I’ve decided that I am going to use GPA scoring on every assignment (4.0 for and A, 3.0 for a B, etc.) while still using my categories (i.e. tests, writings, final, etc.). This will make every assignment within each category weighted the same. Each unit test over the novels will have the same effect within its category as will each paper, each presentation, each speech, and so on. It won’t be a standards-based system, but I have not found the standards adopted to include all that they should. That’s my bias and the reason I do not have a full standards-based system. Regardless, I am going to have to manipulate the grade book percentages to allow for GPA scoring, and it took the better part of 90 minutes to determine how to make it work.

I also read a few articles on education issues today for about an hour. As any teacher knows, the measurements or assessments used have a drastic effect on student motivation and success just like the way schools are graded have a tremendous impact on funding and more, which is what this article notes on Alabama schools. Another interesting article noted that the Seattle School District wants to raise class sizes despite a Washington State Supreme Court ruling demanding smaller class sizes.

Today I received a call from a younger teacher, one who would be considered part of the online generation (an age group never really knowing a world without the internet). Truth be told, I straddle the line between the online and pre-online generations, but the teacher who called me is definitely an onliner. She wanted to know if we had a specific resource, and my first thought was “have you looked?” I would guess the answer to be “no,” but I have no real evidence to suggest this to be true except past experience.

What I’ve noticed is that the younger teachers don’t always tend to look first before asking others to come to their aid; whereas, the elder teachers look first and try to figure things out on their own before including others. This may not necessarily be a negative, but I have observed that the younger generation, including my students, want a immediate answer rather than putting in an extra minute or two discovering the answer on their own. They seem to think it’s ok for them to inconvenience others to speed up their activities. Maybe that ‘s a bit harsh, but I see it frequently.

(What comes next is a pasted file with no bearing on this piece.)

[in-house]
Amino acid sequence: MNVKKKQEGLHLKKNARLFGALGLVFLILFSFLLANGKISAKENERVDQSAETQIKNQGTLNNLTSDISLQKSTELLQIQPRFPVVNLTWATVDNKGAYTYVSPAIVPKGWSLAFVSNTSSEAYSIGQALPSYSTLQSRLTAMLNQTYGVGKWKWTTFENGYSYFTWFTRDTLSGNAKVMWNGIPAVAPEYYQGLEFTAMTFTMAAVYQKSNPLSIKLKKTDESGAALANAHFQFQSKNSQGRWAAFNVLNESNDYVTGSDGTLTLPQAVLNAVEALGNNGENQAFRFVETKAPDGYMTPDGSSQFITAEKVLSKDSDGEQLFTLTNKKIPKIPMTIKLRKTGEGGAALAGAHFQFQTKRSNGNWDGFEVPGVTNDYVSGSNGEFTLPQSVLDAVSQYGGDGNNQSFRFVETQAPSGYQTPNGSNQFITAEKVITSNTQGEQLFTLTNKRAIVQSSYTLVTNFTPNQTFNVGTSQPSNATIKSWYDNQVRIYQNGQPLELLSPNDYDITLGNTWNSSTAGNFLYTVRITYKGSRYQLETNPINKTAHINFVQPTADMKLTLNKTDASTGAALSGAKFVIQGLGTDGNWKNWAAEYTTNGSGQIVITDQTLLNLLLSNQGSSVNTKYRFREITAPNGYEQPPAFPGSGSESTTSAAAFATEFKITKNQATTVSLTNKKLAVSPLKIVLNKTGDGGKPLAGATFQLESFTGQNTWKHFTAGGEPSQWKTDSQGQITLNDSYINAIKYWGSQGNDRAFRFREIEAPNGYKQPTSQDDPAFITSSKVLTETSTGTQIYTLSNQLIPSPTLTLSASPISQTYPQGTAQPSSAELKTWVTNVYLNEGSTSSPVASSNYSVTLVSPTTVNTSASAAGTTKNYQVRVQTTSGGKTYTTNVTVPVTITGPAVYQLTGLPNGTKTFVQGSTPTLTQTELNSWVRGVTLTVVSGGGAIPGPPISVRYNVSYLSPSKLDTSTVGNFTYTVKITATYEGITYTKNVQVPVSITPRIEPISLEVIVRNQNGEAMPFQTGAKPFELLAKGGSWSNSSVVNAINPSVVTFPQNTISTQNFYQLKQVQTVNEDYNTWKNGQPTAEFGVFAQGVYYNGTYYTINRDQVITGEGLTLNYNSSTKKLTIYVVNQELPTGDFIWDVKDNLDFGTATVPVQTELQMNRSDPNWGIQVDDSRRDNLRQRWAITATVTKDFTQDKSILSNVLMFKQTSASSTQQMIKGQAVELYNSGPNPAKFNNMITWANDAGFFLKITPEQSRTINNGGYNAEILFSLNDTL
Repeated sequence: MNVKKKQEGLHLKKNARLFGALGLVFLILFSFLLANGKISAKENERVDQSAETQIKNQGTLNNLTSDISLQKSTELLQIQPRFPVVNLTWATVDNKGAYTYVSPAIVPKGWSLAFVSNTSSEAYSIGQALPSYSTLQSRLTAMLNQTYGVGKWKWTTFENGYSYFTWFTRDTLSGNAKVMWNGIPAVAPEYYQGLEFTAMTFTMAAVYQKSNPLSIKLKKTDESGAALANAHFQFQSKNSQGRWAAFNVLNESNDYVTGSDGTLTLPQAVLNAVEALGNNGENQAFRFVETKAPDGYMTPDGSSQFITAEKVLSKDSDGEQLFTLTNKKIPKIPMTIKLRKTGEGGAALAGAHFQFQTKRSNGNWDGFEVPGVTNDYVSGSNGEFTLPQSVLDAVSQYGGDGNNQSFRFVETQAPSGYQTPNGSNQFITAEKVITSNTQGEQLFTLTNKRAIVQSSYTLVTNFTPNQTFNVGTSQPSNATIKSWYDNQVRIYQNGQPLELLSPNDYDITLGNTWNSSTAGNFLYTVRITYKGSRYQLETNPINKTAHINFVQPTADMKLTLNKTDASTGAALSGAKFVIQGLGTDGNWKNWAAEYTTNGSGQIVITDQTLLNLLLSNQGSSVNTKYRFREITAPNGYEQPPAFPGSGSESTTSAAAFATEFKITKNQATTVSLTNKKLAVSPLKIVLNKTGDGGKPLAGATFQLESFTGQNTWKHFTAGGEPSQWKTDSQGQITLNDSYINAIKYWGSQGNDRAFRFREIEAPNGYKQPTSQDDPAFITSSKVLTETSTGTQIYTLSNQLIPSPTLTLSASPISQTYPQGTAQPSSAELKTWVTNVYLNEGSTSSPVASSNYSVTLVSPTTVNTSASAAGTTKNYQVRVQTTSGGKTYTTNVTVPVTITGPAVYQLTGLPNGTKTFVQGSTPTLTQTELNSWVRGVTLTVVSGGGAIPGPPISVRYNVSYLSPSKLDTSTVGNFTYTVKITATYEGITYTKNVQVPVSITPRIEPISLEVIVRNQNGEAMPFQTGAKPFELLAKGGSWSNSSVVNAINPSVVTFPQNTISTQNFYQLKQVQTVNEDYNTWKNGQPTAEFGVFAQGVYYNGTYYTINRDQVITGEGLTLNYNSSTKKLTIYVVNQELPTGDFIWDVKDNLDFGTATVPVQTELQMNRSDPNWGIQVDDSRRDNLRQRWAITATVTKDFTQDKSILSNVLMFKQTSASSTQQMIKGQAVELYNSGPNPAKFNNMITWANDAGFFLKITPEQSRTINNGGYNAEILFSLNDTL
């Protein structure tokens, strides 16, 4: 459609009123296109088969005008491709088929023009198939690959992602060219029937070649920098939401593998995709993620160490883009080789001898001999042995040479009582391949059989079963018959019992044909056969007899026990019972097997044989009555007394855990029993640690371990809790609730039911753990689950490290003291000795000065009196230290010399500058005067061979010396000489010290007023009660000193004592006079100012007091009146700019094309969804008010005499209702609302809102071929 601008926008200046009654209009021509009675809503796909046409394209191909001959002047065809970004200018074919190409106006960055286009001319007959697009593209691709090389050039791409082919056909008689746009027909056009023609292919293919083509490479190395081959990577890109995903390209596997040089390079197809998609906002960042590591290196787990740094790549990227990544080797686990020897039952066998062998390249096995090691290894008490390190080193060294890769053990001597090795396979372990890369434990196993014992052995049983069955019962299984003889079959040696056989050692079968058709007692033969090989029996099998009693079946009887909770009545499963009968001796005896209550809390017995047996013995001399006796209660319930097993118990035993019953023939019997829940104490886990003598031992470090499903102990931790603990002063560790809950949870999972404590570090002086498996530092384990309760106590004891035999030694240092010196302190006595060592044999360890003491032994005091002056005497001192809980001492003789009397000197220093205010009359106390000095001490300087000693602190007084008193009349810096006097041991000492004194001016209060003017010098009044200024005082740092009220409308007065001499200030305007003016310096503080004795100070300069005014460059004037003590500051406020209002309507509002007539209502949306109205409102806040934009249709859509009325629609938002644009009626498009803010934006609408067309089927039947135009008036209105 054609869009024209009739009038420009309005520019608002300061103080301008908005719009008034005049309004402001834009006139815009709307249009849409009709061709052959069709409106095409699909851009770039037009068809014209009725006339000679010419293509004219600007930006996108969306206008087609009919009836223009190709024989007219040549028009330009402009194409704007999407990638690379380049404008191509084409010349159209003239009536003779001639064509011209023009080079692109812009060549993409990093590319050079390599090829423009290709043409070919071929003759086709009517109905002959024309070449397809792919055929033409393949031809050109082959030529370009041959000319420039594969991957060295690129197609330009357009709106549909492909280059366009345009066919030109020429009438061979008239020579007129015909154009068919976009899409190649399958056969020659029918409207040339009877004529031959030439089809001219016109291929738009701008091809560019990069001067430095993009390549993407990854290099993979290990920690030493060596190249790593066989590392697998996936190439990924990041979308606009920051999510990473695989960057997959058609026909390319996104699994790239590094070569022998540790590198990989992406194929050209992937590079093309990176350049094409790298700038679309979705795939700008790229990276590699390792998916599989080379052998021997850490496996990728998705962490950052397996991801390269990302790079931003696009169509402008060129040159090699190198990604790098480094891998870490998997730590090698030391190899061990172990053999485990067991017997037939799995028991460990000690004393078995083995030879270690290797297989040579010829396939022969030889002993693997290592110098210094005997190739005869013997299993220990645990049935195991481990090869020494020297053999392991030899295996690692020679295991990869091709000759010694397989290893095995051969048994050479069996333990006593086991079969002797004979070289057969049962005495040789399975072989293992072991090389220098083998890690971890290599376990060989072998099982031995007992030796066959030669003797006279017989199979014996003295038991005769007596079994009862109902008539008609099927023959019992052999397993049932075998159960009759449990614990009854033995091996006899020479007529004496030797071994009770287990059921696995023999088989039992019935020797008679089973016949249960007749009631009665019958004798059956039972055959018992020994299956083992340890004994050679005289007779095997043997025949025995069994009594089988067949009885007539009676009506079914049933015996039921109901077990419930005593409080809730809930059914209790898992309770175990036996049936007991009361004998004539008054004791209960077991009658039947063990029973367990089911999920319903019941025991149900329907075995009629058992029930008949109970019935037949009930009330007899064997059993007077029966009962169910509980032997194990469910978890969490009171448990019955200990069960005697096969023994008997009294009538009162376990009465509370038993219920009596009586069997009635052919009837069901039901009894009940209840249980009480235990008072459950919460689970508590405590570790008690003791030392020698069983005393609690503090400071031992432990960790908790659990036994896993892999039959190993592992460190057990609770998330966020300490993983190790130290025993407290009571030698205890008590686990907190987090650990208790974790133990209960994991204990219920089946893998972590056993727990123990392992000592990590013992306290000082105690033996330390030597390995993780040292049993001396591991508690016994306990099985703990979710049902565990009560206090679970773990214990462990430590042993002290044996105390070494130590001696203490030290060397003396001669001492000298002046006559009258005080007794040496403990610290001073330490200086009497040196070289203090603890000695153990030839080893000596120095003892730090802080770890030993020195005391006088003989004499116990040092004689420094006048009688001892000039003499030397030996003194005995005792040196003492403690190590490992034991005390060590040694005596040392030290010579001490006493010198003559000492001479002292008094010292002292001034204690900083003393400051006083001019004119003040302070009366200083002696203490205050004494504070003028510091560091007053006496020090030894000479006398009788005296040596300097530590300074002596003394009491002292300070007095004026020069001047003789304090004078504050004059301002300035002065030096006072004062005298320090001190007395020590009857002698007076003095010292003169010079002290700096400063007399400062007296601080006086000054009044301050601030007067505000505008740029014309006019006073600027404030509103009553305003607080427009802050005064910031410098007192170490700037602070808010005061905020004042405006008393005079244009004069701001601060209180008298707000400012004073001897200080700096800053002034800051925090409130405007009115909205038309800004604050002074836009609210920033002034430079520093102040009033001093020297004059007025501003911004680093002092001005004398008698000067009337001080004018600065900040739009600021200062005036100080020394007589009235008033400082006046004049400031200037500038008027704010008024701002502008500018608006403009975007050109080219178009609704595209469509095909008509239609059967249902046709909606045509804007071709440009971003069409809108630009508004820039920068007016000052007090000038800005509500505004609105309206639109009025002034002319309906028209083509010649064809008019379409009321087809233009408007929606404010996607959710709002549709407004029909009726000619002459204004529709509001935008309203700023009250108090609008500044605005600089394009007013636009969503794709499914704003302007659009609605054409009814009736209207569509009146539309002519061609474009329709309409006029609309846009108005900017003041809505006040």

Truly, providing the answer required less than a minute of my time, but in the time it took the teacher to call and chat with me, she could have located the resource on her own without interrupting me. I wasn’t even really bothered by the call and was happy to help (and very happy this teacher was starting her planning three before school starts), but the call did generate the thought about how the generations differ.

I know, I know. I sound like an old fuddy-duddy, including my use of that antiquated term, but the Google Generation does seem to want everything right now and don’t always have the patience of their elder peers. Is this simply a product of age or the effect of the online age? I’m not sure, but the trend seems to be increasingly true and today was a prime example.

Oh, sheesh. Maybe I’m becoming a curmudgeon. 🙂

Update: Maybe I should post my feelings about how the older teachers often fret over technology while the younger teachers rush to embrace it. And, when will I go from embracing the technology to fretting about it?